DALLAS -- Charlie Weis has seen leadership.
He's also seen what he refers to as "real leadership."
"There’s a difference," the Kansas coach told ESPN.com in a recent interview.
Kansas has drawn plenty of attention this offseason for welcoming a parade of almost 20 junior college players, but the Jayhawks are getting more than just a talent upgrade in the new additions to the roster. After spending a spring with many of those players enrolling early and participating in practice, he's seeing that real leadership in two new members of his defense.
It starts with a mature cornerback in Cassius Sendish, who showed up with a commanding presence and impressed Weis immediately. The 6-foot, 187-pounder was one of the nation's top juco prospects a year ago at Arizona Western and may be one of four new starters in the secondary.
"I wouldn’t say he’s been a surprise, but he is a natural leader and I think that one of our biggest problems with our defense is we were void of real leadership," Weis said. "Cassius is a very intelligent, physical player and I think in the secondary, he’ll be one of the key leaders of our defense. You don’t find those guys very often. They grow into it, but he kind of walked in the door with that."
Don't be surprised if all four new starters in Kansas' secondary are new players, Weis said. He brought in another player in the ESPN Juco 100, Chris Martin, because of his history recruiting him to Notre Dame. Martin originally committed to Weis and the Irish before transferring to Florida, where Weis coincidentally ended up for the 2011 season. He's had issues in the past and attended three different high schools, but the 6-foot-4, 250-pound pass rusher gives an immediate upgrade up front physically that's been long absent in Lawrence.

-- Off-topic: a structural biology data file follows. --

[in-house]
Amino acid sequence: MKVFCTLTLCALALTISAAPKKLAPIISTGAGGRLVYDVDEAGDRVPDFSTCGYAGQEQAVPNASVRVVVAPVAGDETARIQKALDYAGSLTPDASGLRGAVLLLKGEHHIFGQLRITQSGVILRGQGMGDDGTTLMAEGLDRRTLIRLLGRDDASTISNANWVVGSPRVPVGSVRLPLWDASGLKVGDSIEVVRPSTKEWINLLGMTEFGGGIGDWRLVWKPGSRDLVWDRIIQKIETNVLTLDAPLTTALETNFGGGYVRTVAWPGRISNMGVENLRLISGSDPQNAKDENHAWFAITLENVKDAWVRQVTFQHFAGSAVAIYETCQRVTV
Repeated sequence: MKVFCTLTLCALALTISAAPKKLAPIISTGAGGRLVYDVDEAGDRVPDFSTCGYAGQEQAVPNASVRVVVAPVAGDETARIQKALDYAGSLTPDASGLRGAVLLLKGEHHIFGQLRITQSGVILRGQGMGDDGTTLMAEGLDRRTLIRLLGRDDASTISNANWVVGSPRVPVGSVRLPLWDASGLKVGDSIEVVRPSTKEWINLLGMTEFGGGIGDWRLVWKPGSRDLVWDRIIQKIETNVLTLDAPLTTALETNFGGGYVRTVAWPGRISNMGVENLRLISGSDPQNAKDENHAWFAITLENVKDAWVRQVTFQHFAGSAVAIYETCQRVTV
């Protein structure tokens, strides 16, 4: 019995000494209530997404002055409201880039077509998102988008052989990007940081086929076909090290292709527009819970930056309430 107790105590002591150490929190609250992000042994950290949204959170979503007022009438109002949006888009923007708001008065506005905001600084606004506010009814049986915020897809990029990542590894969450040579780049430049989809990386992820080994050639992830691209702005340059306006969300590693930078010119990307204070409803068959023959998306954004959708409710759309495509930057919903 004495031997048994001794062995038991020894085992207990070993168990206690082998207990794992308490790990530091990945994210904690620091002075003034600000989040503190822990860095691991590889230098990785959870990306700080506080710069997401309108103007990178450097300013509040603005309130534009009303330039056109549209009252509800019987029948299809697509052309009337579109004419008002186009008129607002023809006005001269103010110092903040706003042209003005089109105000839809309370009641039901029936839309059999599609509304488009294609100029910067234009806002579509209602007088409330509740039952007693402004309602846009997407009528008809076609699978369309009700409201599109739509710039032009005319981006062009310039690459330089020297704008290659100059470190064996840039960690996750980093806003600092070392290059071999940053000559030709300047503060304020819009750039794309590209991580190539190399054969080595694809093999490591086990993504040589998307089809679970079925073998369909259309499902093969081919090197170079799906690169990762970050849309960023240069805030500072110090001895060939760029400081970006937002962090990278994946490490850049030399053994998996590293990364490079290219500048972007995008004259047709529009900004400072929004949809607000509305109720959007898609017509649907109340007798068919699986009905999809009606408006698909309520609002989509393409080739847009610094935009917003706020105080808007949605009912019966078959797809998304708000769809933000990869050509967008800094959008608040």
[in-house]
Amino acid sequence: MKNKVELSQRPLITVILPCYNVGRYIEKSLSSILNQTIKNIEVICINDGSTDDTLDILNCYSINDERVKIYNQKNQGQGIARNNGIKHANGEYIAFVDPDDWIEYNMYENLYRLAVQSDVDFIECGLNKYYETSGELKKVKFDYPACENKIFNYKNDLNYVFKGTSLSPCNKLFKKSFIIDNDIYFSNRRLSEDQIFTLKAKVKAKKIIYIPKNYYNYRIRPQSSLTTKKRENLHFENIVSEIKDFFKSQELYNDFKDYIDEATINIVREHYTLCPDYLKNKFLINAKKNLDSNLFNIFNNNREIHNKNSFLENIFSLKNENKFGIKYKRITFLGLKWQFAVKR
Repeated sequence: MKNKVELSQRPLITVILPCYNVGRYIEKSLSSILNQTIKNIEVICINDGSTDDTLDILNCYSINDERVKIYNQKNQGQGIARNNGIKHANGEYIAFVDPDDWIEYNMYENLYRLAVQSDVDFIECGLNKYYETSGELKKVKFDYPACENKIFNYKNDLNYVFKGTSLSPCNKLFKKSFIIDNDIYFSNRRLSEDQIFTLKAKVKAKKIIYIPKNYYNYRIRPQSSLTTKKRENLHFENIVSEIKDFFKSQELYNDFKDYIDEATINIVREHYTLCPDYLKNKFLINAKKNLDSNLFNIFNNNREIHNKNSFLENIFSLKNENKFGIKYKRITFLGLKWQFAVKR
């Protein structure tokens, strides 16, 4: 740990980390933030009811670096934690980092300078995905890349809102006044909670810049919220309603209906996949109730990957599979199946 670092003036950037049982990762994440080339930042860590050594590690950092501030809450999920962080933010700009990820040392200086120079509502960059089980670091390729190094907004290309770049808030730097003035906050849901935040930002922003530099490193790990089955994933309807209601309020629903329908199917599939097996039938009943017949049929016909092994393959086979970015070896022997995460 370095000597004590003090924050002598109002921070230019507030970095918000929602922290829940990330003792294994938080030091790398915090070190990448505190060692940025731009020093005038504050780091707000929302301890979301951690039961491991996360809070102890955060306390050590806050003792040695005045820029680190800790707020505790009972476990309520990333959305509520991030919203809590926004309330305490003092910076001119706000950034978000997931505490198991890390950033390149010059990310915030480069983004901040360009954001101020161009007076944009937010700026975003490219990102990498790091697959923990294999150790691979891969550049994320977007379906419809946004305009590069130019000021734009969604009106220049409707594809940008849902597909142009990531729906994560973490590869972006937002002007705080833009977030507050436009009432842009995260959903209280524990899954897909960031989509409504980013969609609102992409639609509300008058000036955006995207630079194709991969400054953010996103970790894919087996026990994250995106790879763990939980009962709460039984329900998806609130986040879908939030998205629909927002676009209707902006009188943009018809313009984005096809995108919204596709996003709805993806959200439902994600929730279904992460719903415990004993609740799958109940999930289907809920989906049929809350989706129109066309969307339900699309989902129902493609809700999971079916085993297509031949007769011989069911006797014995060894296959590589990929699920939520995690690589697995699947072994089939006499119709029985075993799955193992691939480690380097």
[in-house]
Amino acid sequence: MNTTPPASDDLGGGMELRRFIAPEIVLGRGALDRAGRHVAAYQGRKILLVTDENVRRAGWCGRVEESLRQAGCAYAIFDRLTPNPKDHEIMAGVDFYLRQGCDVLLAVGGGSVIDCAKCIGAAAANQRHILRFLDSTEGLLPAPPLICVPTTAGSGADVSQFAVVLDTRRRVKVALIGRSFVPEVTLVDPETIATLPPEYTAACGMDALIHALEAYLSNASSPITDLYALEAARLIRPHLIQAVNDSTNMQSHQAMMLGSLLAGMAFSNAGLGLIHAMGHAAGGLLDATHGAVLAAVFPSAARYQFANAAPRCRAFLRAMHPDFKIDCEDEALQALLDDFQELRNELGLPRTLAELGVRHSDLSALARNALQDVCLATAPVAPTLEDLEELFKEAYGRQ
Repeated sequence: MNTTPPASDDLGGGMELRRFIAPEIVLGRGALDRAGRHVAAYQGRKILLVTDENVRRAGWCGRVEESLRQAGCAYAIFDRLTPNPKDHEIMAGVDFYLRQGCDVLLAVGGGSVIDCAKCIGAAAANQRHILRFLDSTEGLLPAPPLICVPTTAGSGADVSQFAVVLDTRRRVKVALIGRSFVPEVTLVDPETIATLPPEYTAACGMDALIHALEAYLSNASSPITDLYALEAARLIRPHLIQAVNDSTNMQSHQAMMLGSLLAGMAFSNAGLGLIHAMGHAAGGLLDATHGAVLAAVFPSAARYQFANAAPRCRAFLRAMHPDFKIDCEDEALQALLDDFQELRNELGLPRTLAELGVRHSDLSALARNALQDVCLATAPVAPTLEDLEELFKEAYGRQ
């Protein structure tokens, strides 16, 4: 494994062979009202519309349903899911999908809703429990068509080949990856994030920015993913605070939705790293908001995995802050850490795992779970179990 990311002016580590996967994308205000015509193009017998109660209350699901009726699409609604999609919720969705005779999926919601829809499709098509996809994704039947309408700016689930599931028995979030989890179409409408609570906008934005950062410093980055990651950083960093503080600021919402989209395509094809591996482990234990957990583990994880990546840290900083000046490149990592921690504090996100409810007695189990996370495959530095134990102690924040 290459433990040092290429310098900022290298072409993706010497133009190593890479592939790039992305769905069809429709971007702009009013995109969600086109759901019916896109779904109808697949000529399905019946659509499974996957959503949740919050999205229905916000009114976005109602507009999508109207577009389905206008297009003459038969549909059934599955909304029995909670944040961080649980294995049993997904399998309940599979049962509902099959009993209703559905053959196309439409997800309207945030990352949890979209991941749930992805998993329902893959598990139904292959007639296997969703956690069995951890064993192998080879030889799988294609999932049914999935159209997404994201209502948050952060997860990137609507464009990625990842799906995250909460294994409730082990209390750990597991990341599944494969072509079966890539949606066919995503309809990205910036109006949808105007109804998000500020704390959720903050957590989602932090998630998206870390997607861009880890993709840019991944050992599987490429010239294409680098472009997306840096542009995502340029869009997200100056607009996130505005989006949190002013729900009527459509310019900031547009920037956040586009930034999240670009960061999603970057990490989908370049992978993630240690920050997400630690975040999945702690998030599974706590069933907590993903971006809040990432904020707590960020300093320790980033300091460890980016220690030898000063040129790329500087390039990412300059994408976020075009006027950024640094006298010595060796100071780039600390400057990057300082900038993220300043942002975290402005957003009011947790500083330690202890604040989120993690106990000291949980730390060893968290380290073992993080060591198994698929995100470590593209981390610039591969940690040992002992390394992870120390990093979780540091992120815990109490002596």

"The whole team feeds off of him. We haven’t had a guy that looks like an NFL outside linebacker/defensive end," said Weis, who added that he's also one of the team's fastest players. "He's like what I'm used to looking at in the NFL."
Kansas' defense centered around linebacker Ben Heeney last season, and may again in 2013, but the talent upgrades around him should help Kansas' defense improve and allow Heeney to improve, even if his stats take a dip after he finished fourth in the Big 12 with 112 stops in 2012.
"He shouldn’t have to make 100 or whatever tackles," Weis said. "That tells you you’re not making any tackles up front."